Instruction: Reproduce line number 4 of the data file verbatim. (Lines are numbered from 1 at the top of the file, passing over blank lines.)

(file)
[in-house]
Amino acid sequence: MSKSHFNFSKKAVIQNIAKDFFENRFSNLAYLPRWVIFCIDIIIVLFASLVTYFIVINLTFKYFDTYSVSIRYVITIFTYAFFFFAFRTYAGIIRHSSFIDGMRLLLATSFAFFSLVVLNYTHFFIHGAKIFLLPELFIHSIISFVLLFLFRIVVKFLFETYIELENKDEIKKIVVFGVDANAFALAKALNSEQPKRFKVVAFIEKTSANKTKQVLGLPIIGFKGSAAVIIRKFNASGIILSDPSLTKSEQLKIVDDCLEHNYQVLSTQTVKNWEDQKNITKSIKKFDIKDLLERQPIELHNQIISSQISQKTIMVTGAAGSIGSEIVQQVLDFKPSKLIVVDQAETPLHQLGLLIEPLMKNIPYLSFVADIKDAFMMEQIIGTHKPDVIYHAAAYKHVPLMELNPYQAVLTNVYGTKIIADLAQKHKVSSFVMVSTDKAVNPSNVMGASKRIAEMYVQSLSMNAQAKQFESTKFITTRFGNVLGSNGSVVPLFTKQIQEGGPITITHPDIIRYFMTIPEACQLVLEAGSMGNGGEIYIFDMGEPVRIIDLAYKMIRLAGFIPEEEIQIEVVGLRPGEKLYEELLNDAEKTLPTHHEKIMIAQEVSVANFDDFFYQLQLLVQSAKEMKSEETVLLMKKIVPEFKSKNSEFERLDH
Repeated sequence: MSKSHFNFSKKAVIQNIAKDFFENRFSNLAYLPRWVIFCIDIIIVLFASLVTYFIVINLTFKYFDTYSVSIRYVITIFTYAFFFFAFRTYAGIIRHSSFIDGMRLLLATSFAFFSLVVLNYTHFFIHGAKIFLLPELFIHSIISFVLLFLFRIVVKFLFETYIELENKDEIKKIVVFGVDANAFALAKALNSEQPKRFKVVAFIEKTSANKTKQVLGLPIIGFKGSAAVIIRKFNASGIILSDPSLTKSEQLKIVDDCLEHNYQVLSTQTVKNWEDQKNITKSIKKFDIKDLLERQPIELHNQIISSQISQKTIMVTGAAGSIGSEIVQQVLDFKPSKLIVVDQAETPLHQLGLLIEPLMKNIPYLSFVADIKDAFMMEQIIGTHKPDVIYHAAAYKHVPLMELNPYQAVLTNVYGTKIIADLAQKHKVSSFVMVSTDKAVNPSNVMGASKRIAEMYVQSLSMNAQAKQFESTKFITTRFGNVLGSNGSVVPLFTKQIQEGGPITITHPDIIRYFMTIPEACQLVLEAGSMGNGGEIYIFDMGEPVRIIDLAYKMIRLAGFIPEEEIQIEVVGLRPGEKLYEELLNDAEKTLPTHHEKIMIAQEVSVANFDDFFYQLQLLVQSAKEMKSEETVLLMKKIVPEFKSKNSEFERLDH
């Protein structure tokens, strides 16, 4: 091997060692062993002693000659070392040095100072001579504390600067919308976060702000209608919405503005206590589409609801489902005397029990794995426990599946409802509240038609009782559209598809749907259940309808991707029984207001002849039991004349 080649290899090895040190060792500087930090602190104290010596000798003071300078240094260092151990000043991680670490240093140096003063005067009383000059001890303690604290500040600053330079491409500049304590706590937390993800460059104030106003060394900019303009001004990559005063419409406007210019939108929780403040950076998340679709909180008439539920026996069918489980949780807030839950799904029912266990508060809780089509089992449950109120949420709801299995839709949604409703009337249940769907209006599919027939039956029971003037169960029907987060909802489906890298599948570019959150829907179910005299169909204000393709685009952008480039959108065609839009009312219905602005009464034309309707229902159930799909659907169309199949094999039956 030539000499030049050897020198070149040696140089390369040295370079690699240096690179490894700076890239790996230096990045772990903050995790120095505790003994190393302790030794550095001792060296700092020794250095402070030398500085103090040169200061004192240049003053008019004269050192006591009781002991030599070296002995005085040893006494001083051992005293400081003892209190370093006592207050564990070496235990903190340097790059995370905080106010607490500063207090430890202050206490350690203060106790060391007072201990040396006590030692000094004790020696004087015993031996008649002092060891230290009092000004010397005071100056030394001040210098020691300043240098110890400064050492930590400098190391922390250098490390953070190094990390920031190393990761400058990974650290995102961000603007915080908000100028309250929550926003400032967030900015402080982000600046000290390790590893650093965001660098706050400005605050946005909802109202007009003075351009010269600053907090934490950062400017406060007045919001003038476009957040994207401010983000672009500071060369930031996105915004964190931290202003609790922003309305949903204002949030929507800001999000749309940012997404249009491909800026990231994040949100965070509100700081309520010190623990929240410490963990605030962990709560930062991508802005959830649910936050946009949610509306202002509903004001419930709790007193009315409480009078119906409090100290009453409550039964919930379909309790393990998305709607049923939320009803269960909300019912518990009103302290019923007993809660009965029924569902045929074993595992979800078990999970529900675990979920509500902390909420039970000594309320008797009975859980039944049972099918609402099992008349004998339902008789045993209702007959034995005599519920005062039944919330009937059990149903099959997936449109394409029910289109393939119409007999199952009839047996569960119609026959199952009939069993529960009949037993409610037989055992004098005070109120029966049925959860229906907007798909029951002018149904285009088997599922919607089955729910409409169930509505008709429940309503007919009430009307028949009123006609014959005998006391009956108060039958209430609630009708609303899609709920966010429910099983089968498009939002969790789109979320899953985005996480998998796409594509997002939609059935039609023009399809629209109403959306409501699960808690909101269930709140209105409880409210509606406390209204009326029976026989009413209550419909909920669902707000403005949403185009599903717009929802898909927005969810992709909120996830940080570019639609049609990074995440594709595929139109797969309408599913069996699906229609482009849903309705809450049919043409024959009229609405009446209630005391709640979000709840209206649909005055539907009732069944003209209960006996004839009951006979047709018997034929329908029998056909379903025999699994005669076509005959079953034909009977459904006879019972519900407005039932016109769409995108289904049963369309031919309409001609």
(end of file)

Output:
């Protein structure tokens, strides 16, 4: 091997060692062993002693000659070392040095100072001579504390600067919308976060702000209608919405503005206590589409609801489902005397029990794995426990599946409802509240038609009782559209598809749907259940309808991707029984207001002849039991004349 080649290899090895040190060792500087930090602190104290010596000798003071300078240094260092151990000043991680670490240093140096003063005067009383000059001890303690604290500040600053330079491409500049304590706590937390993800460059104030106003060394900019303009001004990559005063419409406007210019939108929780403040950076998340679709909180008439539920026996069918489980949780807030839950799904029912266990508060809780089509089992449950109120949420709801299995839709949604409703009337249940769907209006599919027939039956029971003037169960029907987060909802489906890298599948570019959150829907179910005299169909204000393709685009952008480039959108065609839009009312219905602005009464034309309707229902159930799909659907169309199949094999039956 030539000499030049050897020198070149040696140089390369040295370079690699240096690179490894700076890239790996230096990045772990903050995790120095505790003994190393302790030794550095001792060296700092020794250095402070030398500085103090040169200061004192240049003053008019004269050192006591009781002991030599070296002995005085040893006494001083051992005293400081003892209190370093006592207050564990070496235990903190340097790059995370905080106010607490500063207090430890202050206490350690203060106790060391007072201990040396006590030692000094004790020696004087015993031996008649002092060891230290009092000004010397005071100056030394001040210098020691300043240098110890400064050492930590400098190391922390250098490390953070190094990390920031190393990761400058990974650290995102961000603007915080908000100028309250929550926003400032967030900015402080982000600046000290390790590893650093965001660098706050400005605050946005909802109202007009003075351009010269600053907090934490950062400017406060007045919001003038476009957040994207401010983000672009500071060369930031996105915004964190931290202003609790922003309305949903204002949030929507800001999000749309940012997404249009491909800026990231994040949100965070509100700081309520010190623990929240410490963990605030962990709560930062991508802005959830649910936050946009949610509306202002509903004001419930709790007193009315409480009078119906409090100290009453409550039964919930379909309790393990998305709607049923939320009803269960909300019912518990009103302290019923007993809660009965029924569902045929074993595992979800078990999970529900675990979920509500902390909420039970000594309320008797009975859980039944049972099918609402099992008349004998339902008789045993209702007959034995005599519920005062039944919330009937059990149903099959997936449109394409029910289109393939119409007999199952009839047996569960119609026959199952009939069993529960009949037993409610037989055992004098005070109120029966049925959860229906907007798909029951002018149904285009088997599922919607089955729910409409169930509505008709429940309503007919009430009307028949009123006609014959005998006391009956108060039958209430609630009708609303899609709920966010429910099983089968498009939002969790789109979320899953985005996480998998796409594509997002939609059935039609023009399809629209109403959306409501699960808690909101269930709140209105409880409210509606406390209204009326029976026989009413209550419909909920669902707000403005949403185009599903717009929802898909927005969810992709909120996830940080570019639609049609990074995440594709595929139109797969309408599913069996699906229609482009849903309705809450049919043409024959009229609405009446209630005391709640979000709840209206649909005055539907009732069944003209209960006996004839009951006979047709018997034929329908029998056909379903025999699994005669076509005959079953034909009977459904006879019972519900407005039932016109769409995108289904049963369309031919309409001609």